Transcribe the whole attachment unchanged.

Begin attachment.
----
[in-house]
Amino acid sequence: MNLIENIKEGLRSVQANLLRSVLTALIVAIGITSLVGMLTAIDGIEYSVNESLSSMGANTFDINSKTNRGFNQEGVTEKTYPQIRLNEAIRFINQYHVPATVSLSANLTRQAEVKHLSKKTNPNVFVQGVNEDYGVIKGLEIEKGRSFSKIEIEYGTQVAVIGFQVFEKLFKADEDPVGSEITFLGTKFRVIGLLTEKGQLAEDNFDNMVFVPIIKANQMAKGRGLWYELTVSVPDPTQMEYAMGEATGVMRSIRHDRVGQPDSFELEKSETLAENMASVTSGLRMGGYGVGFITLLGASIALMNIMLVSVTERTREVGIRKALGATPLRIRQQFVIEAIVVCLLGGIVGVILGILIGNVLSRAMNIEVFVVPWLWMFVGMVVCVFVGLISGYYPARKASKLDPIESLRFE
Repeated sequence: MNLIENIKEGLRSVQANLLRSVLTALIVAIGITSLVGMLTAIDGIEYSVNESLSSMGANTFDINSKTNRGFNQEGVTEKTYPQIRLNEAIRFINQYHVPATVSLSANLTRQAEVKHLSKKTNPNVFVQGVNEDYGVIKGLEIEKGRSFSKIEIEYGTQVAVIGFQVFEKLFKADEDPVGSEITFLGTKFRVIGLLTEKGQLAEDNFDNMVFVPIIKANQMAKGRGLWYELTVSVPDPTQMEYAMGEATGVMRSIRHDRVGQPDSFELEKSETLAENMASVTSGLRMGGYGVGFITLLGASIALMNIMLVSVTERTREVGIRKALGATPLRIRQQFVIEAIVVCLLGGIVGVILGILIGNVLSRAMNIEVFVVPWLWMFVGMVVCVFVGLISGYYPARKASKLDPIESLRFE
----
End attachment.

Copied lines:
[in-house]
Amino acid sequence: MNLIENIKEGLRSVQANLLRSVLTALIVAIGITSLVGMLTAIDGIEYSVNESLSSMGANTFDINSKTNRGFNQEGVTEKTYPQIRLNEAIRFINQYHVPATVSLSANLTRQAEVKHLSKKTNPNVFVQGVNEDYGVIKGLEIEKGRSFSKIEIEYGTQVAVIGFQVFEKLFKADEDPVGSEITFLGTKFRVIGLLTEKGQLAEDNFDNMVFVPIIKANQMAKGRGLWYELTVSVPDPTQMEYAMGEATGVMRSIRHDRVGQPDSFELEKSETLAENMASVTSGLRMGGYGVGFITLLGASIALMNIMLVSVTERTREVGIRKALGATPLRIRQQFVIEAIVVCLLGGIVGVILGILIGNVLSRAMNIEVFVVPWLWMFVGMVVCVFVGLISGYYPARKASKLDPIESLRFE
Repeated sequence: MNLIENIKEGLRSVQANLLRSVLTALIVAIGITSLVGMLTAIDGIEYSVNESLSSMGANTFDINSKTNRGFNQEGVTEKTYPQIRLNEAIRFINQYHVPATVSLSANLTRQAEVKHLSKKTNPNVFVQGVNEDYGVIKGLEIEKGRSFSKIEIEYGTQVAVIGFQVFEKLFKADEDPVGSEITFLGTKFRVIGLLTEKGQLAEDNFDNMVFVPIIKANQMAKGRGLWYELTVSVPDPTQMEYAMGEATGVMRSIRHDRVGQPDSFELEKSETLAENMASVTSGLRMGGYGVGFITLLGASIALMNIMLVSVTERTREVGIRKALGATPLRIRQQFVIEAIVVCLLGGIVGVILGILIGNVLSRAMNIEVFVVPWLWMFVGMVVCVFVGLISGYYPARKASKLDPIESLRFE